Determined Fitzpatrick earns bronze

Despite a determined effort, defending champion Susan Fitzpatrick had to settle for the bronze medal yesterday at the European Pony Championships in Millstreet, Co Cork, after a closely-fought battle.

Determined Fitzpatrick earns bronze

The 15-year-old Kilkenny show jumper had picked up a team silver on Friday with Rock Dee Jay and was close to adding a second gold to that won in Italy last year, but was caught out by a single error over six rounds.

Ireland manager Tom Slattery felt there was plenty of reason to celebrate.

“It was a very high standard of jumping. There were four in the jump off for two medals. It’s a good result against stiff opposition.

“She has one more year in ponies, so, hopefully, we might convince her to go again next year. They’re a fantastic partnership. We need ponies like that,” said Slattery after a show that was universally praised.

France’s Nina Mallevaey (Rominet De Bruz) was in pole position going into yesterday’s grand prix having been flawless in the preceding days, as she helped her team to the gold. However, four faults in round one saw the lead handed to her compatriot Ninon Castex (Quabar des Monceaux). The latter had accumulated just two time faults ahead of yesterday’s decider and secured victory by adding just one more fault in the second round, putting her a single fault better off than a quartet on four.

This left Fitzpatrick and her three rivals to battle it out for the silver and bronze medals. Having taken the lead in the jump-off, she was subsequently outpaced by Belgium’s Arnaud Gaublomme (Goliath van de Groenweg).

Slattery has led the Irish team to European success in three of his four years at the helm, but has himself returned to competing and felt it was to early to say if he would continue as manager.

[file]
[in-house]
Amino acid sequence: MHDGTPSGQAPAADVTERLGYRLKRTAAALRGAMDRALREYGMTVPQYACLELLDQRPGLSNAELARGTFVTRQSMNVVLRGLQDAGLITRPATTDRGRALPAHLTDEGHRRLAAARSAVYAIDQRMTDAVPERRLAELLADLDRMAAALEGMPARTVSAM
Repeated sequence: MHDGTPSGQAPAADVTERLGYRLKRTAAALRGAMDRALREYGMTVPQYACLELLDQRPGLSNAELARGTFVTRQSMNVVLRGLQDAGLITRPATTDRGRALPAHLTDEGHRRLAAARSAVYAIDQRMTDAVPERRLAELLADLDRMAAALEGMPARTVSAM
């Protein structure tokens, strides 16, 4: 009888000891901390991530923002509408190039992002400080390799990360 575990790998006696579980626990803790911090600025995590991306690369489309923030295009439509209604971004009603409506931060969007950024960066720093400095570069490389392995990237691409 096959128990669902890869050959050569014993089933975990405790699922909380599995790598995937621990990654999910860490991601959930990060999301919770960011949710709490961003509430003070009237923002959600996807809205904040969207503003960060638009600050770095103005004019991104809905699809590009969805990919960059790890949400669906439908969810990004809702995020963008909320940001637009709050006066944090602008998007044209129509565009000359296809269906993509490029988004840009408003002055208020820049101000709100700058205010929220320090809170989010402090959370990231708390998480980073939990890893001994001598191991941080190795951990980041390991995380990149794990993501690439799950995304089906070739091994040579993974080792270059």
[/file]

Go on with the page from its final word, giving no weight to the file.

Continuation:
“I get tremendous satisfaction from the job. Everyone involved is very helpful and supportive of my role, but I’m back riding horses for Georgina Forbes. I’ll have to sit down and think it out. If I do something, I like to give 100%,” said the Galwayman, who returns with 10 horses to Millstreet for the summer show next week.

In the pony eventing contest, Ireland finished fifth of the eight teams, but only because three-rider Sweden was eliminated on the cross-country, while Belgium and the Netherlands failed to make it past yesterday’s vet inspection.

France scored 134.20 penalties to add team and individual gold — the latter won by Victor Levecque on Qualitat des Bourdons — capping a superb week that also saw them claim team gold in show jumping. Britain were second on 141pens, while Italy lifted bronze on 150.8pens.

The Irish team of Lucy Hancock (Newtown Westie, 59.70pens), Sophie Buller (G Maha, 80.80pens), Patrick Dennehy (Rose Down, 107.7pens) and Fionn Clarke (Black Velvet Band, 110.80pens) scored a total of 248.20pens.

Ireland’s contest was in trouble from the start, placing third last after dressage. The belief that something could be pulled from the bag in Saturday’s cross-country looked misplaced from early on.

Fence 8, a drop from a big bank directing riders to a skinny hedge, was the bogey for many, including three of the Irish. Pathfinder Dennehy, on the 14-year-old bay mare Rose Down, had already had problems at fence six, before a repeat at fence eight, with the latter also accounting for Buller and the 17-year-old chestnut gelding G Maha. Lucy Hancock opted to go the long route at fence eight with the 16-year-old gelding Newtown Westie and it paid off, coming home at a cost of just 6.4pens. Fionn Clarke was the anchor aboard Black Velvet Band, and taking the direct route at eight proved injudicious when the nine-year-old skewbald mare ran out.